Skip to Content

McKinsey Should Be Barred From Coal Bankruptcy Case: Trustee

Miners Conversing Outside ShaftMiners Conversing Outside Shaft
Appalachia, VA.: Miners exchange greetings as they return to work at Westmoreland Coal Company's Bullitt Mine. Bettmann Archive

McKinsey & Co. should be denied consulting work — and the lucrative fees it gets as a result — in the Westmoreland Coal Co. bankruptcy, federal lawyers said in the latest attack on the firm’s restructuring business.

The consulting giant has refused to disclose potential conflicts of interest in the coal case and is acting as a creditor itself, the U.S. Trustee, an arm of the Department of Justice, told a judge in Texas. That should bar McKinsey from giving Westmoreland advice on how to restructure its debt, the lawyers said.

“McKinsey RTS must be held to the same standard as any other professional. No other professional would be allowed to do this,” wrote Hector Duran, a trial attorney with the U.S. Trustee in Houston.

McKinsey did not immediately reply to a request for comment.

The move is the second challenge by the bankruptcy watchdog in recent weeks. Last month, the U.S. Trustee in Virginia asked a federal judge to order McKinsey to return fees in a separate coal-company bankruptcy after concluding the firm had violated U.S. bankruptcy rules requiring disclosure of potential conflicts.

Battle With Alix

In the Westmoreland case, the U.S. Trustee began looking at McKinsey’s potential conflicts after a judge ordered a probe. In response to that investigation, McKinsey denied wrongdoing and said it makes all required disclosures.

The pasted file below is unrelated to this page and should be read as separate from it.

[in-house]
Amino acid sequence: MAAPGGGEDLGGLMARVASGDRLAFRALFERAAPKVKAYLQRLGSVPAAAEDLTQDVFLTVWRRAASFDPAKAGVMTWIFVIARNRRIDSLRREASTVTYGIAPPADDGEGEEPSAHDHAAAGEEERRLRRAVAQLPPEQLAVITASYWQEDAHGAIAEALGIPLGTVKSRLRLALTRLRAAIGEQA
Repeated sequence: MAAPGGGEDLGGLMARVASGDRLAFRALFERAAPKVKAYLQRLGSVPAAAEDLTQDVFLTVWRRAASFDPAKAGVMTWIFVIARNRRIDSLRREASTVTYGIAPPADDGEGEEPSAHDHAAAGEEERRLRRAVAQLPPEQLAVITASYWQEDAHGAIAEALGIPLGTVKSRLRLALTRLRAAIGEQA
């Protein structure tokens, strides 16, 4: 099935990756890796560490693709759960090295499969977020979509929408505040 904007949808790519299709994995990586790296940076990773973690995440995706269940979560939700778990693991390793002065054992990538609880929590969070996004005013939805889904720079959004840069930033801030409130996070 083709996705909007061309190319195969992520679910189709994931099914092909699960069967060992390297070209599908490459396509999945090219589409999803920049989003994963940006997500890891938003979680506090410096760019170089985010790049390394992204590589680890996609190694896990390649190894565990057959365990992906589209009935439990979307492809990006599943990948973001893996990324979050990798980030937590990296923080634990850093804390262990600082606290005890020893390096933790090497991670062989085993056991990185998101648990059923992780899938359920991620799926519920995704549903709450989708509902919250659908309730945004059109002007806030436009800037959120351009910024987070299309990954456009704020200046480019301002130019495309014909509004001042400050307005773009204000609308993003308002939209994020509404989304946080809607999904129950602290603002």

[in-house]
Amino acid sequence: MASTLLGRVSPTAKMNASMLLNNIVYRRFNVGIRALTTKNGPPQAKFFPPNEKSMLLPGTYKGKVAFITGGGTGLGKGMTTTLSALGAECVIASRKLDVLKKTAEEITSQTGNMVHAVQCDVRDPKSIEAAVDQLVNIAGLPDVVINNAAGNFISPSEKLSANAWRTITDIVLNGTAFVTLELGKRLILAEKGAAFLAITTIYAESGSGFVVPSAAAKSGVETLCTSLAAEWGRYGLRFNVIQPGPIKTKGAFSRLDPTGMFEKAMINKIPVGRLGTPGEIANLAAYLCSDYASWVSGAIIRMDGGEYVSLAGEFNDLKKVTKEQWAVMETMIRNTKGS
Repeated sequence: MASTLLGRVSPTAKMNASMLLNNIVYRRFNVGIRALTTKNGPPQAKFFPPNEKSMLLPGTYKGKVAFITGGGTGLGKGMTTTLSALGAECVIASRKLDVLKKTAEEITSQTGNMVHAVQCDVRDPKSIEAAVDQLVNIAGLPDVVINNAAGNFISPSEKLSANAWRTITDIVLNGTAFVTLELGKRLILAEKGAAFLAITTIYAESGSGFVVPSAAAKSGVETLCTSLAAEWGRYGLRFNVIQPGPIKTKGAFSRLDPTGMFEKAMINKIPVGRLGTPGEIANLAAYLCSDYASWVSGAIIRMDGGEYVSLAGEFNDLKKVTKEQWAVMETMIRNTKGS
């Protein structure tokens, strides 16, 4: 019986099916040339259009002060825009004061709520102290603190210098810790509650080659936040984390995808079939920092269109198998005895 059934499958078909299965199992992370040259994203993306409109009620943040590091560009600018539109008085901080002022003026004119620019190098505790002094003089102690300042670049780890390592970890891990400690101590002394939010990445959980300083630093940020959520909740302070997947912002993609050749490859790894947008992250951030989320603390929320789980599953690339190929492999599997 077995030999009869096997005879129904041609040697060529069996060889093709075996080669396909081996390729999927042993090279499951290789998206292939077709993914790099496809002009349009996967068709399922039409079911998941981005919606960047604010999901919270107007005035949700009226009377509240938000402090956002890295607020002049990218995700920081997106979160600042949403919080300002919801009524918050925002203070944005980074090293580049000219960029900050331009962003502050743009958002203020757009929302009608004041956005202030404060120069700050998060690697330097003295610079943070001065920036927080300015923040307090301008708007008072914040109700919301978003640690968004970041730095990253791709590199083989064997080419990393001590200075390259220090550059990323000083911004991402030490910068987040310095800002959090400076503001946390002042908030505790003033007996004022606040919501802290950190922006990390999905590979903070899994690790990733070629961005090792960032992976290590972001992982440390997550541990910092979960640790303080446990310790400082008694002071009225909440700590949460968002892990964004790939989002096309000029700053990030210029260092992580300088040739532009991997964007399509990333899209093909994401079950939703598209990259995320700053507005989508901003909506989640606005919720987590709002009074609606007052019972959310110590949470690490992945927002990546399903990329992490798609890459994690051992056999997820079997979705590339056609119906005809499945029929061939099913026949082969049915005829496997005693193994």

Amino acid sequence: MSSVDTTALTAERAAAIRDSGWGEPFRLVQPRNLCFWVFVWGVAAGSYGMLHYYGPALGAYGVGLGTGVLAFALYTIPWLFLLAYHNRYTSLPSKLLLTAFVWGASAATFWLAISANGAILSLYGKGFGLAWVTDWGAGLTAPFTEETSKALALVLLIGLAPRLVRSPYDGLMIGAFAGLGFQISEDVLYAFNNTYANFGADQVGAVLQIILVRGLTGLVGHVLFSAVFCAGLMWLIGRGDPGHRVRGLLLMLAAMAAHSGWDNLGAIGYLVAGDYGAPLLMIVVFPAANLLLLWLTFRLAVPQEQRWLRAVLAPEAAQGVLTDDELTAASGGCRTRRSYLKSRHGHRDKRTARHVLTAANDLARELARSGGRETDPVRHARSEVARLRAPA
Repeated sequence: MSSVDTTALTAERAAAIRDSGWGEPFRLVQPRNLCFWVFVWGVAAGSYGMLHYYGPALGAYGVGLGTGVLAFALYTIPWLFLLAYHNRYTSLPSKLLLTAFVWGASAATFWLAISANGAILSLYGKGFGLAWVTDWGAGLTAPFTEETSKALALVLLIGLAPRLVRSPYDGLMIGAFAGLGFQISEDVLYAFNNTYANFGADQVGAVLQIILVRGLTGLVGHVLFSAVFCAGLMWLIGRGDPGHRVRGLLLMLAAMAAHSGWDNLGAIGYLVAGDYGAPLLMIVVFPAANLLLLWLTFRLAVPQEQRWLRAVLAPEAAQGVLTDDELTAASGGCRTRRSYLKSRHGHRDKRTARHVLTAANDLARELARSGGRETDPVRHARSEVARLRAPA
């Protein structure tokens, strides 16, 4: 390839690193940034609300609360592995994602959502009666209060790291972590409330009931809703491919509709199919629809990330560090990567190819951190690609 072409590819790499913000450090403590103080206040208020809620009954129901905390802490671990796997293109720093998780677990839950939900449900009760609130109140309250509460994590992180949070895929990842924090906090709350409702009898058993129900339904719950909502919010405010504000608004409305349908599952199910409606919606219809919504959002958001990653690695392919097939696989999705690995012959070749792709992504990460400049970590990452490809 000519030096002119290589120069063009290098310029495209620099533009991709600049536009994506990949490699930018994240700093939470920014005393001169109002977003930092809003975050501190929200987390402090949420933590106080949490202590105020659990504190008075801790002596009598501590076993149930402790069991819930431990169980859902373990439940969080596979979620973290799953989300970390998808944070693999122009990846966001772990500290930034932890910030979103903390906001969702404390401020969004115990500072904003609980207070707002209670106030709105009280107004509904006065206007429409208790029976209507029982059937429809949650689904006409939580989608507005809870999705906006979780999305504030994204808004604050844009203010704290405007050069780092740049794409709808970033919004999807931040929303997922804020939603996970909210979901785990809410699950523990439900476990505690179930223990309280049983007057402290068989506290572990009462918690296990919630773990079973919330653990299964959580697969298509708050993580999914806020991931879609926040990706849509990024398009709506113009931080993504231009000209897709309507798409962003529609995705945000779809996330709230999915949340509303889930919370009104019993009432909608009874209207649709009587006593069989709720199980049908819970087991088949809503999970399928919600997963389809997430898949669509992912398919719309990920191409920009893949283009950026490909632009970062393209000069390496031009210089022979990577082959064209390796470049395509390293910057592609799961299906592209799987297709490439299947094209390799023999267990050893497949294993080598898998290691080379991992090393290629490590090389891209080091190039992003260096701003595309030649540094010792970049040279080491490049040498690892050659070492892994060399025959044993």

The allegations against McKinsey grew out of fight with Jay Alix, founder of a rival bankruptcy advisory firm. Alix, who retired several years ago, but remains a well-known figure in the restructuring world, sued McKinsey in federal court in New York earlier this year accusing the firm of flouting bankruptcy rules. In bankruptcy, lawyers and financial advisers are required to disclose any potential conflicts and cannot have any financial ties that could taint their restructuring advice.

McKinsey has said it complied with all appropriate bankruptcy rules, and that Alix is just trying to push a competitor out of the bankruptcy advisory business.

“We believe our disclosures have always complied with the law and are confident they will be found appropriate here as well,” McKinsey said earlier this month in response to the Westmoreland Coal investigation.

U.S. Bankruptcy Chief Judge David R. Jones has ordered McKinsey and Alix’s investment firm, Mar-Bow Value Partners, to each send a company official to a Dec. 18 status hearing in the Westmoreland case.